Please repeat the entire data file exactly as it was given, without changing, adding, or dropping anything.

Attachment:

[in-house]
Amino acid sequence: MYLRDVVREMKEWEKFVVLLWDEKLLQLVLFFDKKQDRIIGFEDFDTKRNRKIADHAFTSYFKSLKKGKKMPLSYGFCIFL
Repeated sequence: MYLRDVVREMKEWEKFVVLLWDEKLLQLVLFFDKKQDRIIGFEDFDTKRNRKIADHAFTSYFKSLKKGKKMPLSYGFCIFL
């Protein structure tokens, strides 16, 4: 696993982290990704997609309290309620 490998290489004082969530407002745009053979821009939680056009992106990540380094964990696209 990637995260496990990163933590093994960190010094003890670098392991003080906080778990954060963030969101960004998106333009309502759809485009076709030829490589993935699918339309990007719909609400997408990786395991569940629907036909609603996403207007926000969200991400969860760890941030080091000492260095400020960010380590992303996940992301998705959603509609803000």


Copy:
[in-house]
Amino acid sequence: MYLRDVVREMKEWEKFVVLLWDEKLLQLVLFFDKKQDRIIGFEDFDTKRNRKIADHAFTSYFKSLKKGKKMPLSYGFCIFL
Repeated sequence: MYLRDVVREMKEWEKFVVLLWDEKLLQLVLFFDKKQDRIIGFEDFDTKRNRKIADHAFTSYFKSLKKGKKMPLSYGFCIFL
């Protein structure tokens, strides 16, 4: 696993982290990704997609309290309620 490998290489004082969530407002745009053979821009939680056009992106990540380094964990696209 990637995260496990990163933590093994960190010094003890670098392991003080906080778990954060963030969101960004998106333009309502759809485009076709030829490589993935699918339309990007719909609400997408990786395991569940629907036909609603996403207007926000969200991400969860760890941030080091000492260095400020960010380590992303996940992301998705959603509609803000």